Our school district has a program called ROPES, which stands for Rite of Passage Experience. This is an outside-of-school project, chosen by the student, in order to try something they wouldn't have time to learn in school. Students are allowed to participate in 5th, 7th, and 8th grades. Adam has participated twice before: In 5th grade, he designed and built Adirondack chairs for Camp Okizu, under the tutelage of my dad, who is a woodworker; and in 7th grade, he decided to tackle the school lunch program, which was an ambitious project (I blogged about it here, scroll down to the end of the post). Kate participated in 5th grade; she wanted to know where chocolate comes from and how it is made. That was a fun project for all of us!
This year, Kate is in 7th and Adam is in 8th grade, so they're both eligible, and seeing as it's the only year they can do a project together, they took advantage of that. They decided to build a Little Free Library.
Do you know about this movement? LTL's are popping up all over the country, and indeed, the world. We thought it would be excellent to have one in our neighborhood, which is full of kids and adults who love to read.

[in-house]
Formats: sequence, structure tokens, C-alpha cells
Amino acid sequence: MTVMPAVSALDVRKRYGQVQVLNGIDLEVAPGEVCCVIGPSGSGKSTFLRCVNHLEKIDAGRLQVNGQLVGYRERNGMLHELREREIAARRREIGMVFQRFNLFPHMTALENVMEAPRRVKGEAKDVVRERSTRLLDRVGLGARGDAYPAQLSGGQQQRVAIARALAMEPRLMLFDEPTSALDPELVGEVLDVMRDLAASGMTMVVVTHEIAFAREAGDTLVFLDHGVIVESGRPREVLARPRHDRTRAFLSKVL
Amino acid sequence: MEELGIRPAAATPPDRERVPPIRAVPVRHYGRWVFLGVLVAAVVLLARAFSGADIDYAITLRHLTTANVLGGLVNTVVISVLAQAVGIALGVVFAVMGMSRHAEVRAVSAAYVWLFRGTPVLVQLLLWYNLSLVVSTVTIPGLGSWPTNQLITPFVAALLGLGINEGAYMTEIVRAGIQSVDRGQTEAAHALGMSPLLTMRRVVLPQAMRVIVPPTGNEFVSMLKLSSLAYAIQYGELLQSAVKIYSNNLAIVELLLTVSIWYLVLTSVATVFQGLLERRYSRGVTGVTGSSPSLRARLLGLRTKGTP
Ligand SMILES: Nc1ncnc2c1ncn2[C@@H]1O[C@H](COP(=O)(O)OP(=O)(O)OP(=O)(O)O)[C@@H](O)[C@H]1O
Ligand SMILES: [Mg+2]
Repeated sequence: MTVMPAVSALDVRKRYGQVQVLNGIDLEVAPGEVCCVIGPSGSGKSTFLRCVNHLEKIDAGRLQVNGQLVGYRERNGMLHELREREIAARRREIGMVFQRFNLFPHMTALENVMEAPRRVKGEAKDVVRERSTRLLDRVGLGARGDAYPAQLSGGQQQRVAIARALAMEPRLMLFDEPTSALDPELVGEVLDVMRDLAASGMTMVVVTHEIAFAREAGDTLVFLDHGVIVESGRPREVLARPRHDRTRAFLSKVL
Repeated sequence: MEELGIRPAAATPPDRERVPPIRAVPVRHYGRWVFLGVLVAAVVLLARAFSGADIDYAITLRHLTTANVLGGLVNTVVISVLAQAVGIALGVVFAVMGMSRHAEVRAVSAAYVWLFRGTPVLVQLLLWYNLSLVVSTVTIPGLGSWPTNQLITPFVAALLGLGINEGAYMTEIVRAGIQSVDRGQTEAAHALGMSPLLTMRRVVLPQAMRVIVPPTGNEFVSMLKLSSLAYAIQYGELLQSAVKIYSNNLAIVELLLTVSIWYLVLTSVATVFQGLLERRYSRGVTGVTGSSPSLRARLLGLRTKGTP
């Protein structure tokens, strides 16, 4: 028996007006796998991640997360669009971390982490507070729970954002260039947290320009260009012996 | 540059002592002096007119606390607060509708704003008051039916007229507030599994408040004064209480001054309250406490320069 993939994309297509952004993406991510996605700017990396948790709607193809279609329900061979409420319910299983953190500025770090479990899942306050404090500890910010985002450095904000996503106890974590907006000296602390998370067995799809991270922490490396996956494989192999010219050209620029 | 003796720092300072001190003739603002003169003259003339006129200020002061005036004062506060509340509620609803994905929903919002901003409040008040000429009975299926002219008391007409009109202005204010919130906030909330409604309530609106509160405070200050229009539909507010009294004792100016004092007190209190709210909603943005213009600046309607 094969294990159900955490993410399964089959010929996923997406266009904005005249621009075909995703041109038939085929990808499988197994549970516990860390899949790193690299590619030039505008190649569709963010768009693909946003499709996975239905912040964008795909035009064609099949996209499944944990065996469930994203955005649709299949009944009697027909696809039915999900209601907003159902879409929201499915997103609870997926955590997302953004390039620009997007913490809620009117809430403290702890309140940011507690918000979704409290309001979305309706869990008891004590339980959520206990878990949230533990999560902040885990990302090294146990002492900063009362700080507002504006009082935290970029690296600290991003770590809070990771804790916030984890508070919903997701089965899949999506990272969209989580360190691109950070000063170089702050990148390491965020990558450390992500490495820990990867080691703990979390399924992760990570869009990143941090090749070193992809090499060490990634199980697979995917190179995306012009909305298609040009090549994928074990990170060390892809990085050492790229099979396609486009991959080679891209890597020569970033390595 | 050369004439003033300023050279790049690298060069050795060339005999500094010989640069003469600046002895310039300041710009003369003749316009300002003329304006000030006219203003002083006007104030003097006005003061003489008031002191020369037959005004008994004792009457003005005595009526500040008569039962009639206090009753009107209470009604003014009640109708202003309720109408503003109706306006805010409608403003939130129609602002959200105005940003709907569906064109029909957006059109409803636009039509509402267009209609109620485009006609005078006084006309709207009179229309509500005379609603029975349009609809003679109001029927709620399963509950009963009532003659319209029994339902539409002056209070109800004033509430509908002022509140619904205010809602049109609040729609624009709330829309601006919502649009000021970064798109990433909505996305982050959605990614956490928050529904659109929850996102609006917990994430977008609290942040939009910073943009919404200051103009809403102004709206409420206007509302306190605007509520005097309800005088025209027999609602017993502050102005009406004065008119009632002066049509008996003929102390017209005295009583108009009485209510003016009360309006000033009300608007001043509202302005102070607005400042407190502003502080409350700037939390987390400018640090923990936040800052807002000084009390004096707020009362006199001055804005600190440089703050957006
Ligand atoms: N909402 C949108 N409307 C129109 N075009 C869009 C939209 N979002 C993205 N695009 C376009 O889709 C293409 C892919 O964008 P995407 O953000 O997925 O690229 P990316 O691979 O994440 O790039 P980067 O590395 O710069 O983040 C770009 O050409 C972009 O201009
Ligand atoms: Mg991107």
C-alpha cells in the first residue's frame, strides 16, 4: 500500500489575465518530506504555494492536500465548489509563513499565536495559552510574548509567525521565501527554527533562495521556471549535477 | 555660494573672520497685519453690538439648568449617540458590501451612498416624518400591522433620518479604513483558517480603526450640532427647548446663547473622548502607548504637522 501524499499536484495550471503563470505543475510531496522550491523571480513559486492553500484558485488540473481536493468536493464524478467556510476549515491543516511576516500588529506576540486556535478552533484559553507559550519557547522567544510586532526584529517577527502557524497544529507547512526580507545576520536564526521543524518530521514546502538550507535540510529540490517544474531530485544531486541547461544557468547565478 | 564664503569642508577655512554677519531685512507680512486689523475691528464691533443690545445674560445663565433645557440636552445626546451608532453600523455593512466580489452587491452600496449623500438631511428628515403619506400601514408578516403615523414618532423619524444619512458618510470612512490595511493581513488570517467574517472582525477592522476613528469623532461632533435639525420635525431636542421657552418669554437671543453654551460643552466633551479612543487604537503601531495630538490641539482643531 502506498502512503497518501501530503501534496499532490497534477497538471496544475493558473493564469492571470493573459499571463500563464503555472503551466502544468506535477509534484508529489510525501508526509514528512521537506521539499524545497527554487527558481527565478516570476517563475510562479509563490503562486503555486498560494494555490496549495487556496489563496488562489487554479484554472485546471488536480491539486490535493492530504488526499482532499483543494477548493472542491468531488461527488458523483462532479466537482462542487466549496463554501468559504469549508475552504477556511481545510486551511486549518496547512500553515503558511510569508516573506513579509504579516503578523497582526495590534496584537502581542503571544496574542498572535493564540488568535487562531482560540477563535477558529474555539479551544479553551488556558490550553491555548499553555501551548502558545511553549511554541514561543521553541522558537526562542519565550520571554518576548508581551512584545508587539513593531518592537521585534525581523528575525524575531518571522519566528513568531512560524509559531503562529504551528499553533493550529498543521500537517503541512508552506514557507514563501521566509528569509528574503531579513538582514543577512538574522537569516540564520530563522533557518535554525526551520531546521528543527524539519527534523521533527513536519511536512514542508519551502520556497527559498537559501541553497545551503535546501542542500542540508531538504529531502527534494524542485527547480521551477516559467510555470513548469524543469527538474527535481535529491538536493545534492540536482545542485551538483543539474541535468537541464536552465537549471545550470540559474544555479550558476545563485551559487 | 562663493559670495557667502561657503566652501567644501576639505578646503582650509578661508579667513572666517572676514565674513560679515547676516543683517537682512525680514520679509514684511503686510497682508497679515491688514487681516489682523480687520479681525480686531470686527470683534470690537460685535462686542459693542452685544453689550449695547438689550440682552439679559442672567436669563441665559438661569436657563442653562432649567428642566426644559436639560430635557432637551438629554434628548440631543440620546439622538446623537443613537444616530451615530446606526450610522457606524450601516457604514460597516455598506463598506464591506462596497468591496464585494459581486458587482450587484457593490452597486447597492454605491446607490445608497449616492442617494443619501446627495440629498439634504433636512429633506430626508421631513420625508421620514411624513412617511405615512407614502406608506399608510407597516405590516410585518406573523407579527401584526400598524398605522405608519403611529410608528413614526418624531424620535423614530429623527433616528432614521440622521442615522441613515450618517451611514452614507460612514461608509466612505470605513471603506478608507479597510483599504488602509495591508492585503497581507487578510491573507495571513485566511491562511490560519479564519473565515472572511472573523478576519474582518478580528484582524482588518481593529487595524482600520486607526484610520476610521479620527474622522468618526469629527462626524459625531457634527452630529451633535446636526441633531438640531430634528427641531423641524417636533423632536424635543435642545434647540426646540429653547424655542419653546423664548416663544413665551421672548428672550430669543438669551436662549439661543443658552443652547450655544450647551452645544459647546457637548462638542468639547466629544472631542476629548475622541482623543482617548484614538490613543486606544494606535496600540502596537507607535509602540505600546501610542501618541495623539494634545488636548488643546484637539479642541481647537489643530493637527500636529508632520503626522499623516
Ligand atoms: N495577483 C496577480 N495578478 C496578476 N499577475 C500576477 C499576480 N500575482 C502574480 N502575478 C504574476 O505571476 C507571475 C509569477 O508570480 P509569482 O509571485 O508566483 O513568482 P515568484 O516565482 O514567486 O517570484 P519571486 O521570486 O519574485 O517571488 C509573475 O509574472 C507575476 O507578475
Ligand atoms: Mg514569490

Adam and Kate have been working on this since the beginning of March, when they designed the library (with a lot of help from my dad) using Sketch Up. Dad had some Ponderosa Pine boards that he donated to the cause, and with his help, over the past month, the kids have slowly built their library box. They had to give consideration to where it would go, how folks would access the books, how to keep the books safe and dry, etc.
Well, the library is mostly finished. Today they painted it and wrote their report. They still have to prepare a presentation to give in front of District representatives (that will be April 19), and once that presentation is finished (they need to take the box in as the visual part of the report), we'll install it in our parking strip garden, right next to the sidewalk. It'll need posts and cement, but we'll cross that bridge when we come to it.
We had to register it with the Little Free Library association and they'll send us a sign to attach to it, so it'll look very official. Then it will go on the world map so folks can find it. We've got a whole load of books ready to go in, but it'll be fun to see what people choose to take and what books we get in return. And oh yes, you letterboxing folks, I'll be putting in a box to find, as well! We expect the library to be installed and ready for business by the middle of May.